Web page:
But while that helps with lessening the amount of JavaScript and is perhaps something I’ll do in the future, it still doesn’t help with reducing the size of the base image (1.2MB).

And if you’re viewing this on mobile, then all three images will probably look identical. But that’s the problem. You only need to see, perhaps a 600 px image.

I’d love to be able to load only large images when the display is big, but a smaller version if the display is more modest. And while there are plugins for WordPress that allow this (e.g. WP Retina 2X), they’re based on loading from your WordPress install, and not a third-party location like Flickr.

So I’m a bit stuck. My site, but it’s nature, will have large photos embedded, but I can’t find a way to make them look nice on large displays, but in particular, shrink the page-loads for those viewing on smaller screens.

[Update] Thanks to Em in the comments below, I’m trying to use srcset to see if that helps. See my next post here.

5 Comments

  1. Hey Adam,

    Though there’s always a lot of arguing on various forums about what’s right, for now I think the correct way to do this would be to use the srcset attribute. I’ve been working a bit with srcset in WordPress recently (they introduced support for it in 4.4 I think) so your post intrigued me.

    It seems you’re not the only one who’s been after a way of easily fixing this problem (ie. a one-click WP plugin which allows you to embed responsive Flickr images):
    https://github.com/hiddentao/wp-flickr-embed/issues/15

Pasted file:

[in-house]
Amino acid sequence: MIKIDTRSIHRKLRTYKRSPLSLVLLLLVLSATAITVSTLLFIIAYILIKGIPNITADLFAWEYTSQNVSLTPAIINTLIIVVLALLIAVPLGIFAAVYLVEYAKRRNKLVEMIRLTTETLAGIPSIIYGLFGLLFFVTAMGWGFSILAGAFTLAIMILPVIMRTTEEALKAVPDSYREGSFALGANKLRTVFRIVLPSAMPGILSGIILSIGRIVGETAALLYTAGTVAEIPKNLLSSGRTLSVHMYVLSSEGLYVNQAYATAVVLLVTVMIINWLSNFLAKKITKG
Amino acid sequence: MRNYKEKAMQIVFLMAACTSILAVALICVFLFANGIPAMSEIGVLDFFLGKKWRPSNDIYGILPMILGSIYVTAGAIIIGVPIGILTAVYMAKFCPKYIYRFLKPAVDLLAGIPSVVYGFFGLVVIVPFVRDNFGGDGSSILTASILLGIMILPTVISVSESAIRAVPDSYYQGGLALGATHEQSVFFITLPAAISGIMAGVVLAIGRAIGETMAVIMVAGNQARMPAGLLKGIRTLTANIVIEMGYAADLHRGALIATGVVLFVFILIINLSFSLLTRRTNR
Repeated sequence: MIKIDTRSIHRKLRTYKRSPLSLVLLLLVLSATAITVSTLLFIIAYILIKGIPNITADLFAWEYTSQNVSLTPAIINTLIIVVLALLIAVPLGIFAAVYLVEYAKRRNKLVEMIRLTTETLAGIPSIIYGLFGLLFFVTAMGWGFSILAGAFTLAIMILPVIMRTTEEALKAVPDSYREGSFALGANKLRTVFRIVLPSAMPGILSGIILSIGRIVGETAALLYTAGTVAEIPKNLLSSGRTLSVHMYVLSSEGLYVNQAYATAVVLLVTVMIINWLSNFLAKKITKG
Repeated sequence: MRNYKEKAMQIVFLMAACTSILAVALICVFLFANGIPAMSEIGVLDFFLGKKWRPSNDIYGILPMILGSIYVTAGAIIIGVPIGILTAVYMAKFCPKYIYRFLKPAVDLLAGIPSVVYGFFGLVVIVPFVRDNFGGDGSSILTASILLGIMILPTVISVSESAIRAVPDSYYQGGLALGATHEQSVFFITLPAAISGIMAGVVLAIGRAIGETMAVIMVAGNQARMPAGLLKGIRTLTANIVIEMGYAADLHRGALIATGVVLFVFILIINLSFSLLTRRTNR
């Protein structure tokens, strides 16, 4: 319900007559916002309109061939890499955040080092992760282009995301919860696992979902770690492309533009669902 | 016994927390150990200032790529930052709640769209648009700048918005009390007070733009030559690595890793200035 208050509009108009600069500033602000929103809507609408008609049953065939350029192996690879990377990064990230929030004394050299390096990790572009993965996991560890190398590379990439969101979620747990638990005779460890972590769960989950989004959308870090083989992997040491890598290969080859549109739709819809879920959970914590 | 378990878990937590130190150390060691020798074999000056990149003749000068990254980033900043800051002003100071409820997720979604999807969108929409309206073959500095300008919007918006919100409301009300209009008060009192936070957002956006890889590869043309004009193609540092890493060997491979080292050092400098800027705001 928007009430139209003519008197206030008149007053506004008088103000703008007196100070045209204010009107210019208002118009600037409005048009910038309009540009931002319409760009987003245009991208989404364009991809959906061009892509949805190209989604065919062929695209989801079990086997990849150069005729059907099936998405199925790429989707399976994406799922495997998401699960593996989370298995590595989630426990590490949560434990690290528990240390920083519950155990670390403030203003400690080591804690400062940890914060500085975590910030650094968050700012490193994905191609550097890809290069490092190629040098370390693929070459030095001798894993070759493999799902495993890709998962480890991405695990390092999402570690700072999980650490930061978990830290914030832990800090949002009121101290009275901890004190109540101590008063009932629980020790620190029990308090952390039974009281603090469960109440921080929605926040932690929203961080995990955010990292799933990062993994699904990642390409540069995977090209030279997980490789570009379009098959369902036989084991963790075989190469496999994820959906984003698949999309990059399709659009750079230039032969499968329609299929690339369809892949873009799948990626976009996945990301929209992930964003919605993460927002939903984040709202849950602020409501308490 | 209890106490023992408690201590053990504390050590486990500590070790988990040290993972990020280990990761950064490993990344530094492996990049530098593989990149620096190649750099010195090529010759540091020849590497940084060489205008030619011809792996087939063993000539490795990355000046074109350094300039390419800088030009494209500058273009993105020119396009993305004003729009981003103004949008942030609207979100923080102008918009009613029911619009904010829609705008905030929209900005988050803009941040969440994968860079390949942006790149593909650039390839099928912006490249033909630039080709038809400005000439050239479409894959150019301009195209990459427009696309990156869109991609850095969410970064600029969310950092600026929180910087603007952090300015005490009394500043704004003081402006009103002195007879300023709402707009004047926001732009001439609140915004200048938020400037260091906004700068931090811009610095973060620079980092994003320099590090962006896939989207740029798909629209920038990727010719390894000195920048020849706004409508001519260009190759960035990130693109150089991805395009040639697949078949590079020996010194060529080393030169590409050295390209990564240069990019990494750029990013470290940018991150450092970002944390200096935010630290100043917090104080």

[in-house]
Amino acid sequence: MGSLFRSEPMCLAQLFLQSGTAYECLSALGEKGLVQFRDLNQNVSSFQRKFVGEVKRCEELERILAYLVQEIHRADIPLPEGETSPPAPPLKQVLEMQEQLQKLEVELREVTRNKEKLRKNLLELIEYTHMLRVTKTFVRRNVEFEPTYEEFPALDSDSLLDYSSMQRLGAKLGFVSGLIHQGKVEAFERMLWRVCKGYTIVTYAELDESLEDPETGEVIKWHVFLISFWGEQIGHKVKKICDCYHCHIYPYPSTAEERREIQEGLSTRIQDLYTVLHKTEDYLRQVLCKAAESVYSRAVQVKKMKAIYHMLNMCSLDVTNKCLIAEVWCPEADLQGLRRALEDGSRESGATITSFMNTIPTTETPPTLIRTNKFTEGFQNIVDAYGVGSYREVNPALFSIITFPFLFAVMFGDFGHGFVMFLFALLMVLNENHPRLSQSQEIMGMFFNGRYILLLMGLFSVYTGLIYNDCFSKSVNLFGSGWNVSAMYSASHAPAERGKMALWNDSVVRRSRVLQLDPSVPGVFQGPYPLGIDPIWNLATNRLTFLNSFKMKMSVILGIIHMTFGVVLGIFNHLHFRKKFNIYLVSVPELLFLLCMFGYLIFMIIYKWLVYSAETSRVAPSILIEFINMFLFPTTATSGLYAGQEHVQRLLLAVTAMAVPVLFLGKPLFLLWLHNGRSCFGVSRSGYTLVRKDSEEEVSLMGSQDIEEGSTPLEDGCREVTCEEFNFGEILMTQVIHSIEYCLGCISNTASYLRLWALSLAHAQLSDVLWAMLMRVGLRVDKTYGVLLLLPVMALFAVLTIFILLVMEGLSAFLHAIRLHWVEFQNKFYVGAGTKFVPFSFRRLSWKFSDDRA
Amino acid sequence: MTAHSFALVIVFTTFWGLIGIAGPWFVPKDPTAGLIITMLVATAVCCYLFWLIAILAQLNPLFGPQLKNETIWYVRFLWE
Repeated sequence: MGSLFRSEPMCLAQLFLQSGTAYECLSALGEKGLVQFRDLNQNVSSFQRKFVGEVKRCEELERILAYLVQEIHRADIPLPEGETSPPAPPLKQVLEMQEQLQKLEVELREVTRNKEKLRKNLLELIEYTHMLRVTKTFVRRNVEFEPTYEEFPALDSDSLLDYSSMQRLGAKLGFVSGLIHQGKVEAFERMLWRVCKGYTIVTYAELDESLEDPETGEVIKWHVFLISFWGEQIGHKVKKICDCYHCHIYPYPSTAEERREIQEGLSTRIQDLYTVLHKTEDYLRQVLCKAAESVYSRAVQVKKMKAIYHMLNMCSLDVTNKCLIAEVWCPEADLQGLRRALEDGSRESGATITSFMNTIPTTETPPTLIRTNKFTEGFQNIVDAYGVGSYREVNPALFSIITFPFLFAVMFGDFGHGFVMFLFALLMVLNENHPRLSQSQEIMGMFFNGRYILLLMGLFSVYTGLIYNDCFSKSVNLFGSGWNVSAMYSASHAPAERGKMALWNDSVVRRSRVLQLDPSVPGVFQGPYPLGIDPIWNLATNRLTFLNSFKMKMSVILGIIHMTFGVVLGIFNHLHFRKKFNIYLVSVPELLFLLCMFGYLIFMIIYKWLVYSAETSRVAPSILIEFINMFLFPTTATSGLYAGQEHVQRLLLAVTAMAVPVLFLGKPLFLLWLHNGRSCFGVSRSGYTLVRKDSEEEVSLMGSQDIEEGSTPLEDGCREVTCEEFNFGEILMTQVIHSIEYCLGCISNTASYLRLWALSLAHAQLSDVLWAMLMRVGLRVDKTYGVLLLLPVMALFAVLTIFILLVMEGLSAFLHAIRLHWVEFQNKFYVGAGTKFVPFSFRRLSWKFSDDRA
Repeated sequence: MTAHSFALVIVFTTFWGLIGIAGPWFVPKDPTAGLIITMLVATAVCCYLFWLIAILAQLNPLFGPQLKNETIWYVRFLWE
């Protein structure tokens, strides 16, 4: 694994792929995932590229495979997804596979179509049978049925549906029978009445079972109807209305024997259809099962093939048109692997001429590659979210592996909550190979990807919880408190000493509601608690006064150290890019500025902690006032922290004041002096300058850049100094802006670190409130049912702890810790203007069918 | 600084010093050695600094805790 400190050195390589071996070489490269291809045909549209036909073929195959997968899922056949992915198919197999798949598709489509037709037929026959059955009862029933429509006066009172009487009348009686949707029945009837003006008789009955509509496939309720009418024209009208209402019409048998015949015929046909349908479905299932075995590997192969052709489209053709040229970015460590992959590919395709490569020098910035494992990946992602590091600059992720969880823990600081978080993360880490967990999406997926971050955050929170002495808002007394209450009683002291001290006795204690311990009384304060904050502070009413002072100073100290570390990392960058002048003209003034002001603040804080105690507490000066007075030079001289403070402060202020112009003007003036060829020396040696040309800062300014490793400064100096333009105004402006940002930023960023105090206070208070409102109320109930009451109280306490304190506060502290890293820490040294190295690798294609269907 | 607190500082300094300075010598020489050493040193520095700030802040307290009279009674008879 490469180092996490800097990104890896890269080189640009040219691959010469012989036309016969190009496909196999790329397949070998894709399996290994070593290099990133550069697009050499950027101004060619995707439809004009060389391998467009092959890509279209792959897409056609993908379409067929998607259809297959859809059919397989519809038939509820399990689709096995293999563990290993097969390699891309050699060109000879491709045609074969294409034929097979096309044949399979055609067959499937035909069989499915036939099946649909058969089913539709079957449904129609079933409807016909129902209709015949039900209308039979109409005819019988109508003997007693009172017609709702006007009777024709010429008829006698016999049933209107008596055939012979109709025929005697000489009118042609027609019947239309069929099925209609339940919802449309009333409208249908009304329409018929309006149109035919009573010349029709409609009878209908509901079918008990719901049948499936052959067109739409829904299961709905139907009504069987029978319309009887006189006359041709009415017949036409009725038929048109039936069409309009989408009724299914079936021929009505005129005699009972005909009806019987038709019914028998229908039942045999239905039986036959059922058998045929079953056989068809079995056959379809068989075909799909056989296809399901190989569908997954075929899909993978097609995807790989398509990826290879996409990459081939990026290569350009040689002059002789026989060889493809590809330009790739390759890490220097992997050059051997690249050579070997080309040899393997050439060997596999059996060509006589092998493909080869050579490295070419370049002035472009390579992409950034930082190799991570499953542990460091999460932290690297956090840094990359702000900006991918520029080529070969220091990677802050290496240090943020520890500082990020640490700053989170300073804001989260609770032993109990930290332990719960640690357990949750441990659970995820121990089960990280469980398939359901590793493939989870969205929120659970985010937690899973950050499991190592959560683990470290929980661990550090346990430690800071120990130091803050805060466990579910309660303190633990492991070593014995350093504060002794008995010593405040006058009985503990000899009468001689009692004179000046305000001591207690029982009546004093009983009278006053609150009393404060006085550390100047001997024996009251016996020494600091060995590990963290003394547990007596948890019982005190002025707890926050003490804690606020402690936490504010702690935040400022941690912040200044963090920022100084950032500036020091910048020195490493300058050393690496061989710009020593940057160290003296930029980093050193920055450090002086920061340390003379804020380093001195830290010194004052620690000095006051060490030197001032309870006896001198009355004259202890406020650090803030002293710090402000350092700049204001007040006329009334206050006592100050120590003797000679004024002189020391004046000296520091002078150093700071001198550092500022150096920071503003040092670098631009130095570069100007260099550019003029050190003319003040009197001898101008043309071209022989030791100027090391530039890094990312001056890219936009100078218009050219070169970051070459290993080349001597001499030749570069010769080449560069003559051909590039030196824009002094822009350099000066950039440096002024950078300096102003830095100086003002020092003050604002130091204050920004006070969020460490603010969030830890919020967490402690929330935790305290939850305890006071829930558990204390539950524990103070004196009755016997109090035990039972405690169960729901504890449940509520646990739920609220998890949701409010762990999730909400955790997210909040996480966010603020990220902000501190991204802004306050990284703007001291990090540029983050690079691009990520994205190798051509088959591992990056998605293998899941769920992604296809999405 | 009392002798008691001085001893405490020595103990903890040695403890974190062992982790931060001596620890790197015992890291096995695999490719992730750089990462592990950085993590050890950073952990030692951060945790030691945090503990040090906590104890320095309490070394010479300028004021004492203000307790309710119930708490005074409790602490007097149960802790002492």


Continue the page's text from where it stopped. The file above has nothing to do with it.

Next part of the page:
https://wordpress.org/support/topic/feature-request-srcset-support-for-responsive-images/

    Reading that it seems the various sizes Flickr creates for an uploaded image don’t have enough consistency in the file name for it to be something which is easily implemented.
    I did find this though, I haven’t tried it out, but it might be worth a look: https://www.npmjs.com/package/respondr

  2. Hi Em,

    Thanks for that – that’s incredibly useful information.

    Respondr does indeed look interesting, but it’s perhaps a little too much of a hack for me right now.

    However using srcset looks like it might be the way to go. It’ll be a little fiddly getting all the various file versions from Flickr since as you say, they don’t seem to have a consistent naming structure. In particular the 1600 and 2048 width filenames suddenly divert from a standard structure. I’m sure Flickr has a good reason for doing this.

    Anyway, I think I know what I need to do, even if it’s a bit around the houses at the moment. Hopefully someone will package together a nice and easy WP plugin that will work for me. In the meantime, I’m going to have a play…

  3. Fascinating. All I do at this point is add Flickr img tags to my blog these days with pretty high resolution so this post incredibly interesting to me. And while my site on mobile _appears_ to load fast when I view on my phone, my score from Google is abysmal. Will be digging into everything you’ve written here.